According to a report of South Asia Sub-regional Economic Cooperation (SASEC), Bangladesh, India and Nepal conducted a trial bus service run on April 24-25 2018. Two buses left Dhaka for Kathmandu in Nepal, carrying delegates from the three countries and the Asian Development Bank. The bus service will strengthen sub-regional connectivity and help tourists and entrepreneurs, including those who travel to West Bengal for medical tourism.
Land Border Agreement:
On June 6, 2015, the 1974 India-Bangladesh Land Boundary Agreement came into force, following the exchange of instruments of ratification by Sheikh Hasina and Narendra Modi during the latter's state visit to Bangladesh. The agreement provides for the exchange of enclaves of Indian and Bangladesh territory, which remained unresolved following the partition in 1947.
Following the agreement, India and Bangladesh exchanged control of 162 enclaves. The move was branded as akin to the fall of the Berlin Wall by politicians.
Until August 1, about 50,000 people were living in 111 Bangladeshi and 51 Indian enclaves on the India-Bangladesh border, cut off from their parent countries. Daily chores such as visiting the market were cumbersome process because they involved crossing national boundaries.
The Land Boundary Agreement played a historic role in advancing the exchange of 111 enclaves (17,160.63 acres) from India to Bangladesh and reciprocatively the latter transferred 51 enclaves (7,110.02 acres) to India. In addition, the choice of citizenship in either country was offered by states to enclave residents.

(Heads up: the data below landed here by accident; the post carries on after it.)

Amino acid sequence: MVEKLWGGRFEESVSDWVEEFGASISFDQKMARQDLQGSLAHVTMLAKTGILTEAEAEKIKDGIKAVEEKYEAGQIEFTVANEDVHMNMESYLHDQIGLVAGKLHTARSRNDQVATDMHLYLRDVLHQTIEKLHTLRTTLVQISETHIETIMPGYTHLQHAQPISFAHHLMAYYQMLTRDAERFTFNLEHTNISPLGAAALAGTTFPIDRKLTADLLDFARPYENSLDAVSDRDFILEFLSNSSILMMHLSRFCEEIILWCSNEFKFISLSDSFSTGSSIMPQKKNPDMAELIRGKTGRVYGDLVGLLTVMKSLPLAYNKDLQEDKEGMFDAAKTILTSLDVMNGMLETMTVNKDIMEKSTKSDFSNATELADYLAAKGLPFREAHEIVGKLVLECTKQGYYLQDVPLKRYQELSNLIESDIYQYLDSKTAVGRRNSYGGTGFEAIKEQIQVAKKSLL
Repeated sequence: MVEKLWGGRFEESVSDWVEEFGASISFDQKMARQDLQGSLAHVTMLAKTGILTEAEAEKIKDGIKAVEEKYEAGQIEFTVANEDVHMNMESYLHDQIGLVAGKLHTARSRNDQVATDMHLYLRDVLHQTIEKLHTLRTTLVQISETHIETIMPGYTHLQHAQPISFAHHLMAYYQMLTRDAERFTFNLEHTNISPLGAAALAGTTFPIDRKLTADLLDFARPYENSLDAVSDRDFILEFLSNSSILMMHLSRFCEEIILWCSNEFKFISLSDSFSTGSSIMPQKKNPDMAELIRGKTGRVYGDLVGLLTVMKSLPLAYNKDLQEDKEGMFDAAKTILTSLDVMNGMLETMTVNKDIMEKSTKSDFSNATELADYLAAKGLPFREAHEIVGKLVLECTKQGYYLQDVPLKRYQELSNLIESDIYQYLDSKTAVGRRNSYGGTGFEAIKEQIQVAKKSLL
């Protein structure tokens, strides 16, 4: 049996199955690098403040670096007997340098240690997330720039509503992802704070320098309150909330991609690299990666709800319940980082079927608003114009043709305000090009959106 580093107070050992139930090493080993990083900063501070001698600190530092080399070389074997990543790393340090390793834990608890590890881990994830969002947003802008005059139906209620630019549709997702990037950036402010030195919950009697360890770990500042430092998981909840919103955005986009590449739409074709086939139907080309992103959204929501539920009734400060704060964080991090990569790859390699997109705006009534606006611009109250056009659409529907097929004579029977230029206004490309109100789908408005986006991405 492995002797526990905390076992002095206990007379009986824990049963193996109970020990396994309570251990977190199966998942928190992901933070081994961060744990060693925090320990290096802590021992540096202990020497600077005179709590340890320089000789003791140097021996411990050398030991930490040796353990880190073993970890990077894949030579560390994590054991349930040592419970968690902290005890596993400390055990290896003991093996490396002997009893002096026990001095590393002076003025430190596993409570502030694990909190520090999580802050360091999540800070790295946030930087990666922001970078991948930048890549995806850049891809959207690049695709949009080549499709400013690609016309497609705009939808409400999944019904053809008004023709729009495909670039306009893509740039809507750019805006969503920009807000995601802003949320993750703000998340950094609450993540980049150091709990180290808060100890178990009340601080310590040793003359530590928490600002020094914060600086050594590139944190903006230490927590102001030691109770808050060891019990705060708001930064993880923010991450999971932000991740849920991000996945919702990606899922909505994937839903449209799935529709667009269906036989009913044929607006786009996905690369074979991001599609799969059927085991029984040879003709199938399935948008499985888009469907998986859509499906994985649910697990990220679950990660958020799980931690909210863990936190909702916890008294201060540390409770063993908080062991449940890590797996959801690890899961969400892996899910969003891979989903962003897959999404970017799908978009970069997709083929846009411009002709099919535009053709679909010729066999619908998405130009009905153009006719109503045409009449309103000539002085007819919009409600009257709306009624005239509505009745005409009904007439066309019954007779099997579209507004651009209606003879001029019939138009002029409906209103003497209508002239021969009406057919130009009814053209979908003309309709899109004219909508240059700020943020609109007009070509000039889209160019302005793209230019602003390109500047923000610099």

Easy Visa Process:
India-Bangladesh visa rules were being gradually relaxed and five-year visas would be granted to students, senior citizens and patients. Earlier in 2018, an agreement, Revised Travel Arrangement (RTA)-2018, stated that freedom fighters and elderly Bangladeshi nationals will get five-year multiple visas from India. Easy and hassle-free visa services have been ensured for the travellers of the two countries.
Bangladesh-India Rail Services:
Transport between India and Bangladesh bears much historical and political significance for both the countries. A direct Kolkata-Agartala link running via Dhaka, the capital of Bangladesh, is being developed by both the countries. The Maitri Express (Friendship Express) was launched to revive a railway link between Kolkata and Dhaka that had been shut 43 years ago.